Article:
Along the way, the men get to know each other and discuss various topics including their personal lives, their political beliefs and even the O.J. Simpson murder case (in which some members of the group share the notion that, even if Simpson was guilty, which they maintain he wasn't, it was right of him to be acquitted as "payback" for societal racism). The elderly Jeremiah (whom the men nickname "Pop") reveals that after he lost his job, he became an alcoholic and eventually lost his family. He hopes the March will revitalize him and inspire him to turn his life around. Evan Jr., who fancies himself as a gangster named 'Smooth', manages to escape from his father at one point. Evan Sr. finds Junior and realizes that Junior's criminal behavior was an attempt to gain his attention after he became neglectful. He expresses regret and promises to make a sincere effort to be there for Junior.
Xavier, who refers to himself as "X", begins interviewing the passengers, a narrative device which allows each of the passengers to reveal information about their lives and how they perceive themselves and the March.
Tensions rise after Xavier's interview with Flip, an aspiring actor who spends most of his time bragging about his own sexual prowess, and who seems more concerned with getting a film role opposite Denzel Washington than the purpose of the March. Flip reveals himself to be a homophobe and racist, provoking Kyle and Randall for being homosexuals and Gary for being biracial. This leads to further conflict when Gary reveals that he is a police officer working a beat in South Central Los Angeles, two things for which he has faced criticism and ostracization from other blacks his entire life. Gary proudly recalls his father, a black policeman gunned down in the line of duty by black street gang members, an incident that Gary credits with his decision to become a police officer.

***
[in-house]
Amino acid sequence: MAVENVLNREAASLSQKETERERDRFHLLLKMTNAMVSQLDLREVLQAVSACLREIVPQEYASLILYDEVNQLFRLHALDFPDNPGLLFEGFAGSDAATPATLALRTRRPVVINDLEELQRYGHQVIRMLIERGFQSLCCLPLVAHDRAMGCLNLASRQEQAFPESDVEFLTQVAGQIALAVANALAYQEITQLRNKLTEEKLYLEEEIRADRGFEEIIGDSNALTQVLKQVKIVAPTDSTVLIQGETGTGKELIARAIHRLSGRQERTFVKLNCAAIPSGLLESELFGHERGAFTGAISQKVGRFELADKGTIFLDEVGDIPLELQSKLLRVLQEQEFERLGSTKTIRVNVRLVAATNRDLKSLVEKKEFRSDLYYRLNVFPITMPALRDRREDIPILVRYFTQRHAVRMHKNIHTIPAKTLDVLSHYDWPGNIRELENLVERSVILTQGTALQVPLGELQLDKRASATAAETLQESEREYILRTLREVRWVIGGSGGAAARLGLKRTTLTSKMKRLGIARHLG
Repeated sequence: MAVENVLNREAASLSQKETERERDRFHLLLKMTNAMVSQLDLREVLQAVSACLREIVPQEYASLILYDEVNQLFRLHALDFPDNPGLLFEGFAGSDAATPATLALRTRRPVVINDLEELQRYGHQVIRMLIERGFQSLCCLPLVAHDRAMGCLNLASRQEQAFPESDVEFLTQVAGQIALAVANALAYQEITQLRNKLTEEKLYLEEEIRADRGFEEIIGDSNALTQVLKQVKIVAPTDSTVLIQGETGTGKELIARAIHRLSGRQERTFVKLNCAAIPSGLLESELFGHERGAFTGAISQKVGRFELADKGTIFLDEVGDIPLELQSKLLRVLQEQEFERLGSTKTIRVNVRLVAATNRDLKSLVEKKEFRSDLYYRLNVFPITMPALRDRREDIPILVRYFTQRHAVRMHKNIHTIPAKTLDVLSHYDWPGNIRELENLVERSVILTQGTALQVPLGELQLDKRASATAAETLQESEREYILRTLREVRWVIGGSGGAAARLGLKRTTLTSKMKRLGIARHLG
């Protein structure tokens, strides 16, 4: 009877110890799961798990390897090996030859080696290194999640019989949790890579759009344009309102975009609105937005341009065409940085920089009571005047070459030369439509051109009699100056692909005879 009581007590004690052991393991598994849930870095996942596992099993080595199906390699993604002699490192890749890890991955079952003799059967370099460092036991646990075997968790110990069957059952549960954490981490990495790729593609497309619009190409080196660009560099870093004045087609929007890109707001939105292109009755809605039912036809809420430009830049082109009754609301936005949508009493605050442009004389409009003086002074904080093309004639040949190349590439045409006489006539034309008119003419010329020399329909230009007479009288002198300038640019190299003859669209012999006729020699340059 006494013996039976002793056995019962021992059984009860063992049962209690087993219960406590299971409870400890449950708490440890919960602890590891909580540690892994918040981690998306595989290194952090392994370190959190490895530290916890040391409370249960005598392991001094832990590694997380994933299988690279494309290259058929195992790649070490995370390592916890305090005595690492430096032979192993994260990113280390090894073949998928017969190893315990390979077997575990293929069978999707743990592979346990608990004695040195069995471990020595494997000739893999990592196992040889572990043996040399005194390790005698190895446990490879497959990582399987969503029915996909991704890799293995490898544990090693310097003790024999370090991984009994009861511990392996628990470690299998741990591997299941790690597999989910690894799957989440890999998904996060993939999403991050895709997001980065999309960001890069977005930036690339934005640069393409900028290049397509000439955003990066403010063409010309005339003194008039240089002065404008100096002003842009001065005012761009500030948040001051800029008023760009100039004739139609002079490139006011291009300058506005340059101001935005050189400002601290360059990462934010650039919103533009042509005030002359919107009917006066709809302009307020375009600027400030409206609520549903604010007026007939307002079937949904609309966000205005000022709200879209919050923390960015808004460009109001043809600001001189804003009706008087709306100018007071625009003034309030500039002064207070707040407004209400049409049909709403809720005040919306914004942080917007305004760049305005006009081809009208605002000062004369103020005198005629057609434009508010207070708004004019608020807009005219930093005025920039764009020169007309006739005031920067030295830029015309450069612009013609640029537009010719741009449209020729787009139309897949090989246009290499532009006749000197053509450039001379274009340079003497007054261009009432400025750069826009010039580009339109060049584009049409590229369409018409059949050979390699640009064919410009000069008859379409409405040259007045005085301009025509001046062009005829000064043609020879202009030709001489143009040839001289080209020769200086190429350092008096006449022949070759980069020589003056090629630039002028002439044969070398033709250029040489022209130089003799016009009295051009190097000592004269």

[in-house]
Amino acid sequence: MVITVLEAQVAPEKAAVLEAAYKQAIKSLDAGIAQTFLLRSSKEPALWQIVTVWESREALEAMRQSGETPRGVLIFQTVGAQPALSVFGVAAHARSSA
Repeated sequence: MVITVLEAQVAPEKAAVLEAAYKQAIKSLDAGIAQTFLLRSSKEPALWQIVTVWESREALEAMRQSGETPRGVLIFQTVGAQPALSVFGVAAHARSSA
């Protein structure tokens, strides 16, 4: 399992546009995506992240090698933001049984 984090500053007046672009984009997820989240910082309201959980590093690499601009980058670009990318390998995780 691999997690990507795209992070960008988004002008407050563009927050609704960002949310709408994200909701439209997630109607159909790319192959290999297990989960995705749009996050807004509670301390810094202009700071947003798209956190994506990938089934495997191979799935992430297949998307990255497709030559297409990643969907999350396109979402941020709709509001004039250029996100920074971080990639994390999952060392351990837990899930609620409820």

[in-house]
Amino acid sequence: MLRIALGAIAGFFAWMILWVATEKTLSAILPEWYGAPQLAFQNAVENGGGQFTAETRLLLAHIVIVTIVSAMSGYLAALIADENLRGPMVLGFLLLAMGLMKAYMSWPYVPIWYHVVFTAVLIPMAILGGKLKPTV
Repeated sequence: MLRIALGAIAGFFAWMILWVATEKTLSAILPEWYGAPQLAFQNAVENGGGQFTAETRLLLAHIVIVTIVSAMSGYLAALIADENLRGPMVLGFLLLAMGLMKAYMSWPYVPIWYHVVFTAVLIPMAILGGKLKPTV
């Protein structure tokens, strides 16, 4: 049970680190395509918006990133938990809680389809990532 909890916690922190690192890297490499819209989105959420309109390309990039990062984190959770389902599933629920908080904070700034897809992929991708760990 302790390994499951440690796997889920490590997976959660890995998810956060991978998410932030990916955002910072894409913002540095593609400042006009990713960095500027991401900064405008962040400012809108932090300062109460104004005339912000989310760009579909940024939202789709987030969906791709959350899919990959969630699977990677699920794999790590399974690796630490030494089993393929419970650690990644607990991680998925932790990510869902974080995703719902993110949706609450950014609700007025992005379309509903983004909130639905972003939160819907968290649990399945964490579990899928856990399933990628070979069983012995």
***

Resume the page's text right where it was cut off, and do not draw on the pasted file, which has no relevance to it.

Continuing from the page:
Gary's revelations about his life and career spur Jamal to reveal that he is an ex-Crip who converted to Islam and began work with a community outreach program that works with children to discourage them from becoming involved in gang activity. In a tense conversation, the two debate over the causes of gang violence and the limits of repentance and forgiveness: Jamal confesses that, while he a Crip, he committed murder and rape, crimes for which he was never arrested or punished. Following Jamal's confession, Gary informs him that he will be arrested upon their return to California. Xavier captures as much as he can on his camcorder but the group often dismisses the earnest amateur filmmaker as "Spike Lee Jr." Next Kyle reveals that he is a Gulf War veteran who was purposely shot by his own platoon because of his race and sexual orientation. Being gay, African-American and Republican, he feels persecution from all sides, which has made him bitter. Although they are having problems in their relationship, Randall, tries to comfort his lover but makes a point of outing Kyle when he refuses to talk. Kyle is harassed further by the homophobic Flip who mocks him claiming "Oh my God, a gay black Republican, now I have seen everything!" with additional homophobic statements rants. Flip also picks on Randall for his effete gay mannerisms following Kyle's outing. A heated argument between Flip and Kyle turns violent when Flip punches Kyle. In the resulting fistfight, Kyle is victorious and Flip is embarrassed.